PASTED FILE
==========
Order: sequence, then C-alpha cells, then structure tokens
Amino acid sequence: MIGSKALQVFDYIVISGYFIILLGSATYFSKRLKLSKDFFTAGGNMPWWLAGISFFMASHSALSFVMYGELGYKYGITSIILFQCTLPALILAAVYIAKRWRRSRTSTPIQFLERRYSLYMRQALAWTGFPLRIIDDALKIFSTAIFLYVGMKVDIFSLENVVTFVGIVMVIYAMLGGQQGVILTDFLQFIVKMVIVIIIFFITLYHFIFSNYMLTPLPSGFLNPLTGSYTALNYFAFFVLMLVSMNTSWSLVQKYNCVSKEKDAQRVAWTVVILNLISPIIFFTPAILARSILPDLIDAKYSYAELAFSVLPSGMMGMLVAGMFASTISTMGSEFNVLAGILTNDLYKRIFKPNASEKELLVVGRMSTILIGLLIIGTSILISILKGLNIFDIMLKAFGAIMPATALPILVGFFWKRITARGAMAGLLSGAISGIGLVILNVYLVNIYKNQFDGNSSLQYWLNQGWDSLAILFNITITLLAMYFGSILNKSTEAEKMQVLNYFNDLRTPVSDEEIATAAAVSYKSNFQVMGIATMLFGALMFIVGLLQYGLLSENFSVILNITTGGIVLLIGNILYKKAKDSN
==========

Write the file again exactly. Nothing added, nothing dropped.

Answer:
Order: sequence, then C-alpha cells, then structure tokens
Amino acid sequence: MIGSKALQVFDYIVISGYFIILLGSATYFSKRLKLSKDFFTAGGNMPWWLAGISFFMASHSALSFVMYGELGYKYGITSIILFQCTLPALILAAVYIAKRWRRSRTSTPIQFLERRYSLYMRQALAWTGFPLRIIDDALKIFSTAIFLYVGMKVDIFSLENVVTFVGIVMVIYAMLGGQQGVILTDFLQFIVKMVIVIIIFFITLYHFIFSNYMLTPLPSGFLNPLTGSYTALNYFAFFVLMLVSMNTSWSLVQKYNCVSKEKDAQRVAWTVVILNLISPIIFFTPAILARSILPDLIDAKYSYAELAFSVLPSGMMGMLVAGMFASTISTMGSEFNVLAGILTNDLYKRIFKPNASEKELLVVGRMSTILIGLLIIGTSILISILKGLNIFDIMLKAFGAIMPATALPILVGFFWKRITARGAMAGLLSGAISGIGLVILNVYLVNIYKNQFDGNSSLQYWLNQGWDSLAILFNITITLLAMYFGSILNKSTEAEKMQVLNYFNDLRTPVSDEEIATAAAVSYKSNFQVMGIATMLFGALMFIVGLLQYGLLSENFSVILNITTGGIVLLIGNILYKKAKDSN